(MoneyWatch) Dear Evil HR Lady,
I've been at my job for two years, and I make a great salary and love the company, but a year ago, my new boss joined and he is a micro manager/control freak and I know that he will never allow me to progress. Outside of that, I've been maintaining two apartments for the past year - one with my signficant other in NYC, and one close to my office in Philly.
I've decided that I would like to take the summer off to travel and then look for a job in Manhattan this fall. I realize taking time off is risky at my level - I have over 10 years of experience, but I've reached burnout and need to recharge. I'm planning to resign [at the] end of this week, and not sure if I should merely make it about location vs. I'm accustomed to having much more responsbility and a team underneath me, etc. that I'm not getting in my current role. I suppose, I could do a combination of the two. I should also note that I'm offering to give anywhere from 2-5 weeks of notice so my hope is to leave on good terms.
Any guidance here would be appreciated!
As an HR person who loves data and loves to be able to have concrete things with which to go back to a manager and say, "You're losing employees because..." I would say, "Tell everyone everything!"
But, as someone giving you advice, I'd say you say, "I really love this company but the strain of maintaining two households has gotten to me. I wish there were a practical way to make this work, but there isn't. As such, I am officially resigning."
Why? Because what good does it do you to say that the reason you are quitting is that your boss in an annoying micro-manager who has torpedoed your chances for promotion and growth? It makes you feel better but it won't help you in your career. It won't help you with the reference you will need from this boss in the future.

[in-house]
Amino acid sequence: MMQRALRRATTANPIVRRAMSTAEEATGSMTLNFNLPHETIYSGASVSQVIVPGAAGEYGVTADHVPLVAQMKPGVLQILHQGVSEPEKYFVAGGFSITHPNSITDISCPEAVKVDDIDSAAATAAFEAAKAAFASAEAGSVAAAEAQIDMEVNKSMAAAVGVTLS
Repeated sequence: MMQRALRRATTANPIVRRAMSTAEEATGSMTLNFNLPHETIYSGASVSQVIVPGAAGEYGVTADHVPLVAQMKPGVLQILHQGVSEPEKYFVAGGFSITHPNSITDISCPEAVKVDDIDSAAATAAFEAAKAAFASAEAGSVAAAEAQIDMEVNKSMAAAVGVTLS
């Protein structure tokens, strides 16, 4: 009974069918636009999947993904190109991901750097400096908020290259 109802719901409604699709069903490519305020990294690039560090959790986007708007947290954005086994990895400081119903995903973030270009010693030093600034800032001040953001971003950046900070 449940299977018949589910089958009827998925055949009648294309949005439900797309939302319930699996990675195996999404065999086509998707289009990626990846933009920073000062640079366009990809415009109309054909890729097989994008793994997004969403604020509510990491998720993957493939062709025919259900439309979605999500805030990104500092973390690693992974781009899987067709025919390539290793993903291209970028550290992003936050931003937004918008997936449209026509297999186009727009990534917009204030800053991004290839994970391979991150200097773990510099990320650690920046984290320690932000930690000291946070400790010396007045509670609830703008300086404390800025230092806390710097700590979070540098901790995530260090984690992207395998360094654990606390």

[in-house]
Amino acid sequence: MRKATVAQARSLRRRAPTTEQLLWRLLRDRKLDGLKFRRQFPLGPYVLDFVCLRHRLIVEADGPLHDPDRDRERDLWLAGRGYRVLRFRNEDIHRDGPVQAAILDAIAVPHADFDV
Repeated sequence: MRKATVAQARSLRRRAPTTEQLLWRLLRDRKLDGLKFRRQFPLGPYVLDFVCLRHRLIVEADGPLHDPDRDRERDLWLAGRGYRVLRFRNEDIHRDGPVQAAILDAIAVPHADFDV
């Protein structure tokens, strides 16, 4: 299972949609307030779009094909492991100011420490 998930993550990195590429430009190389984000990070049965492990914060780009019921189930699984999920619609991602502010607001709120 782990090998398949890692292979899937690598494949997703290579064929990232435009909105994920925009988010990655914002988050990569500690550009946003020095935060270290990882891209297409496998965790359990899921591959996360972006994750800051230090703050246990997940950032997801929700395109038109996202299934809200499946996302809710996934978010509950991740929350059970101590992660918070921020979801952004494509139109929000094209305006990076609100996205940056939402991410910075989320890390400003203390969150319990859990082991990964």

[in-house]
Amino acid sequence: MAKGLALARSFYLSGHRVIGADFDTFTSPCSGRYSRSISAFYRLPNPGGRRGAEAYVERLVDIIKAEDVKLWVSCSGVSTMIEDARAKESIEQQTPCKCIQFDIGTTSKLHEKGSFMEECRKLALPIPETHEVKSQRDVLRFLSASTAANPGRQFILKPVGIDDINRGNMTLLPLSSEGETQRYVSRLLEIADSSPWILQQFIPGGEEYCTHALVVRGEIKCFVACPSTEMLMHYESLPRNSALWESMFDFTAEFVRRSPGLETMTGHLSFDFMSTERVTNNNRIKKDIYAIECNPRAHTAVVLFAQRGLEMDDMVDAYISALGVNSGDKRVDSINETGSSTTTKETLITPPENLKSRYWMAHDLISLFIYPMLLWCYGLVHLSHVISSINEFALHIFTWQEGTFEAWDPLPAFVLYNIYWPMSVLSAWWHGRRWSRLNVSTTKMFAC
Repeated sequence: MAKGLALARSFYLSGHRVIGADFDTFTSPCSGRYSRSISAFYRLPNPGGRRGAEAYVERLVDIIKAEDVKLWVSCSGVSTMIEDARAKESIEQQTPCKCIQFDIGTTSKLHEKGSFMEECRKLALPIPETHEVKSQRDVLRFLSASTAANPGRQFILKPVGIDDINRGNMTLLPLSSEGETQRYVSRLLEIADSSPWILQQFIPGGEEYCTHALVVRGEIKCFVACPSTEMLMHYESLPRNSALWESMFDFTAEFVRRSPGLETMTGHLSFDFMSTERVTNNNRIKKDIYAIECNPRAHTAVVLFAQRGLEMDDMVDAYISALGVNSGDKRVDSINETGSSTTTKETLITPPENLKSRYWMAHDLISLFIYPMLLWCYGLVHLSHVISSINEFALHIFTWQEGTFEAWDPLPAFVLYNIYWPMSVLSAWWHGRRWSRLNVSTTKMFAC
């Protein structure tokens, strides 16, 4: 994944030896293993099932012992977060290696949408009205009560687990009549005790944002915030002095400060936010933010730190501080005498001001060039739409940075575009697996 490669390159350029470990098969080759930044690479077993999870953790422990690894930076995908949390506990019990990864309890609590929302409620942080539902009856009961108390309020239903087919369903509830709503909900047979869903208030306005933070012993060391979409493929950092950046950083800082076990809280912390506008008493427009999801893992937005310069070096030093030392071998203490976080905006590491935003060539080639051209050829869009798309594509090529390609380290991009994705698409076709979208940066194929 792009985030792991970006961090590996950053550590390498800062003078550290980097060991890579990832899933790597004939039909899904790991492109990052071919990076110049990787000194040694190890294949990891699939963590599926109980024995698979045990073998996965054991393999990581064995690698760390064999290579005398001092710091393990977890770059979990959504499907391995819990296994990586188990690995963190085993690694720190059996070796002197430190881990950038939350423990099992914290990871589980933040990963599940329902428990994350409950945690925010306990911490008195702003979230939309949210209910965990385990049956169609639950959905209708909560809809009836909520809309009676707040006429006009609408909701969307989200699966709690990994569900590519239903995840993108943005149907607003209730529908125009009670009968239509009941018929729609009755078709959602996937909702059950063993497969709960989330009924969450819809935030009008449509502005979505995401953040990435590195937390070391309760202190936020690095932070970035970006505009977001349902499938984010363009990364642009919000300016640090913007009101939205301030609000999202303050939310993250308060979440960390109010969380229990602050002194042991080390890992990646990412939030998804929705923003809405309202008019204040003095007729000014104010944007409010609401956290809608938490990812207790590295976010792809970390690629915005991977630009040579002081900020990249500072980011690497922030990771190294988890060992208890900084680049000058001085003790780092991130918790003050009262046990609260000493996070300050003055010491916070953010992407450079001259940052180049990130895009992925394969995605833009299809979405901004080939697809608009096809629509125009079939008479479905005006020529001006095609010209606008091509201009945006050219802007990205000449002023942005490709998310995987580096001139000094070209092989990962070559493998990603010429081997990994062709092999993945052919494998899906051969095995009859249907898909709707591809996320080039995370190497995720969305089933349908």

Exit interviews and resignation letters should be thought of as marketing documents just as much as your resume is. Not that I expect either one to get you a job in the future, it's just that you want to leave in good standing. You need a reference. You may wish to come back to this company in the future (and they'd pull your old file which will, most likely, have a copy of the resignation letter). If you leave in a spectacular way, telling everyone how rotten your boss is, it will get around. People will discuss and they will remember that about you. And you never know when you will run into your former coworkers.
What? You mean that exit interview that the HR person swore was confidential isn't confidential?!? Well, it is confidential in the sense that only HR types will see it. Your name will never be attached to it and no one will ever say, "Here is Jane's exit interview!" But, how many employees does any one manager have? 4? 10? 20? Even with 20, how many quit within a year? 1? 2? 5? Even with 5, how difficult is it to read the "anonymous" feedback and figure out who said what?
Precisely. Because the sad fact is that the only way that HR can use the data from exit interviews to help a manager become a better manager is to bring it up. And yes, you can bring it up without saying it's from an exit interview, but really, your manager will be able to figure it out.
So, resignation letters are about how sad you are to leave, but you had to take this opportunity/you can't do the commute/you're leaving to stay home with the dogs. And exit interviews can mention non-confrontational things like, opportunity/more money/returning to school/changing industries but not bad managers, unfair practices and how you never got to use vacation days.
You have nothing to gain by giving them feedback on this and plenty to lose. Your answers should be honest (you don't like maintaining two households) but remember the marketing answer (no need to mention the bad boss).
Good luck on your travels and your new job search.
Have a workplace dilemma? Send your questions to EvilHRLady@gmail.com.
Photo courtesy Flickr user Alan Cleaver.